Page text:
Military coups are different from revolutions and civil wars since they are a top-down action, initiated and controlled from an existing formation of the state against another. Revolutions are a bottom-up action of revolt against the whole regime originating from non-government actors. A civil war is where two factions (usually a governmental and non-governmental) battle for power in a bloody war for lengthy periods of time.
History of coups:
Military coups in America:
North America has not experienced any significant military coups in the recent past. The same cannot be said for the south and Latin America. Military coups are a common occurrence in these nations. Honduras is the latest nation to experience a military coup. The Honduran military staged a military coup against President Manuel Zelaya in 2009. The leader of the parliament was appointed as transitional head of the nation.
Venezuela, Haiti, Fiji, Ecuador, Trinidad & Tobago and Panama have also experienced military coups in their history. Some of the military coups were successful while others were not.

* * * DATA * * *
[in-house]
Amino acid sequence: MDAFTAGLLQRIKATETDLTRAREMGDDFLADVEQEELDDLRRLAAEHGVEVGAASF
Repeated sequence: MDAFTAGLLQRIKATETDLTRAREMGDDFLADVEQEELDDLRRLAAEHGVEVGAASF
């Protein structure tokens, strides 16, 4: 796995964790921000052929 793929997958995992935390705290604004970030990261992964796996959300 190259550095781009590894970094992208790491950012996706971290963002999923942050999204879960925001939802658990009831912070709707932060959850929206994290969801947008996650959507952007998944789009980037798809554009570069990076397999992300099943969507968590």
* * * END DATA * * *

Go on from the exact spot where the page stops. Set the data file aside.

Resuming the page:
Military coups in Europe:
Military coups in Europe have been very minimal as compared to other continents. Some of the examples of military coups in Europe include the 1981 attempted military coup in Spain. The budding democracy of Spain nearly came to a shuddering halt. This occurred when rebellious civil guards stormed the congress of the nation and held assistants at gunpoint for almost 24 hours. The attempted military coup only ended when King Juan Carlos said he would not support it. Another military coup in Europe occurred in turkey. It was led by Kenan Evren, who later became the president. The military coup was in the year 1980. Other nations include Germany, France, Portugal and Poland.
Military coups in Asia: